The Internet has provided a conduit for echo chambers to form through the non-existent qualifications of publishing on online. Journalism of Affirmation is the logical fallacy of confirmation bias within the echo chamber. “The appeal of the journalism of affirmation is similar to that of the security and convenience offered by faith, as opposed to fact and empiricism” (Kovach and Rosenstiel, 2010, p. 47). This is a potentially dangerous model of information distribution because the public lacks the skills and qualifications to distinguish fact from pre-existing belief.

Determining the Validity of a News Source

American psychologist Eric Festinger posited that when people are presented with contradictory information they experience cognitive dissonance and seek cognitive consistency (Sullivan, 2009). Even though cognitive consistency is a normal psychological response, understanding information that conflicts with establish beliefs is necessary for personal growth. These are steps that can be taken to identify false, misleading, affirmation news sources on the Internet.

Review the Domain Ending: Although most people can obtain a domain, some sites are specific to certain organizations. Domain endings .edu .gov and .org are examples of limited use by organizations. Vetted information will be transparent on domains that have specific requirements for accreditation and authorization.

Cautiously Explore the Website: Click About or Contact Us and ask what is the purpose of the website? Does the website have links for purchasing products? If the purpose is unclear or the website has a lot of promotions for buying products this is likely an entrance into an echo chamber.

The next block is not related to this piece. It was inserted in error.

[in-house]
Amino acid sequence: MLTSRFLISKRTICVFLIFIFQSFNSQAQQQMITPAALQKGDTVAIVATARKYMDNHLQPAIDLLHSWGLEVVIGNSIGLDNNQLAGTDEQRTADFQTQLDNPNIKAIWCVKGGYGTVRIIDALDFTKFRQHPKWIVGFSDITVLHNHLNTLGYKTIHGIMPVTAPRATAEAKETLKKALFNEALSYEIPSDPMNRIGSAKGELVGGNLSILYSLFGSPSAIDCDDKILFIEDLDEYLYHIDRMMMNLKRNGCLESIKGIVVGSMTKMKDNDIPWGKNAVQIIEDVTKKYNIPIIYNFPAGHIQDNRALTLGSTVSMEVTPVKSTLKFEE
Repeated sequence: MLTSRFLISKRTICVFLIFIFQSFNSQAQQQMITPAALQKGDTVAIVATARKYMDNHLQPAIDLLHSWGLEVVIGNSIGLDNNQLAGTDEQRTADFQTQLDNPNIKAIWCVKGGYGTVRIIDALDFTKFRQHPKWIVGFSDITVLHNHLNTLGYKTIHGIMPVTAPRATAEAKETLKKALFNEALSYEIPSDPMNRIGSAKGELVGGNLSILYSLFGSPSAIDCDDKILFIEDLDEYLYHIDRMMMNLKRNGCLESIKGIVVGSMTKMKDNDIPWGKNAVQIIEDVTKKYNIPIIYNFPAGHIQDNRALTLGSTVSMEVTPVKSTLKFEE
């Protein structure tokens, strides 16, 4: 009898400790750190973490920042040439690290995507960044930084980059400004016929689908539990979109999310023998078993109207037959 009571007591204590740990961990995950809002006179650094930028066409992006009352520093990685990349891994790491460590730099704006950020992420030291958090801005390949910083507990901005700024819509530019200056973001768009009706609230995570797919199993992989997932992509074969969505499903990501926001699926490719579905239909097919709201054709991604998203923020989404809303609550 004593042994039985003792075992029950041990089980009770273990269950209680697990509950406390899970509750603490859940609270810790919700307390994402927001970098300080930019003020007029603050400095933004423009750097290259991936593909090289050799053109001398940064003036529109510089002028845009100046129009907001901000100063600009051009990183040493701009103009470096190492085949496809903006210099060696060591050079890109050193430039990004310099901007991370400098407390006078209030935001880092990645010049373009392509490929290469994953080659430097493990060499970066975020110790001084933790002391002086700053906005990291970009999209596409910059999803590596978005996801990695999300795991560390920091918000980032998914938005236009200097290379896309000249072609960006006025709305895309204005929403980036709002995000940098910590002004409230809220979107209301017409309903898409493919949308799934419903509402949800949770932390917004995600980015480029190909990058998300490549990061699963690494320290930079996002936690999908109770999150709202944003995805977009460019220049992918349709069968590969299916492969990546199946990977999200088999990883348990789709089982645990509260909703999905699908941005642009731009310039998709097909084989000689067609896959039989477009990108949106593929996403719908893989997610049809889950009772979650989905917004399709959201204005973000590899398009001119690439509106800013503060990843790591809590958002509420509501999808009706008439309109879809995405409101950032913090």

Google It: what does the Google have to say about the story? What does Bing have to say about the story? What does Yahoo! have to say about the story? If it is a vetted story, multiple websites that have no association with each other will have information about the story.

Check Urban Legend and Hoax Sites: Visit sites like Snopes, Hoax Slayer, and Facecrooks and ask What information is missing that would make this story believable? Where is the evidence coming from? How are the facts presented? Is anything implied? What is the tone of the article? The ability to evaluate motives, bias, and sources on a website is critical for identifying the model of journalism.

Personal Blogs and Websites

Many authors on the Internet provide readers with well-researched and quality information. These authors may also be experts in a field and use blogs and websites as a tool for distributing information. However, the great leveler that is the Internet gives a voice to anyone with an ISP connection and a tinfoil hat. Although information distribution has shifted from the traditional newsroom to the amateur blogger, the reader needs the skills to determine whether the information is propaganda, marketing, a publicity stunt, or vetted news.

 

List of Fake News Sites (Satire and Hoaxes)

Snopes’ Field Guide to Fake News Sites and Hoax Purveyors

Fake News Watch

Don’t Be Fooled! A Guide to Fake News Websites

References

Kovach, B., & Rosenstiel, T., (2010). Blur: How to Know What’s True in the Age of Information Overload. New York: Bloomsbury.

Sullivan, L. E. (2009). The SAGE Glossary of the Social and Behavioral Sciences. London: SAGE Publications, Inc. Retrieved from http://ezproxy.snhu.edu/login?url=http://search.ebscohost.com/login.aspx?direct=true&AuthType=cookie,ip,url,cpid&custid=shapiro&db=e000xna&AN=474685&site=ehost-live&ebv=EB&ppid=pp_99

 

 

Proxemics and Expectancy Violations Theory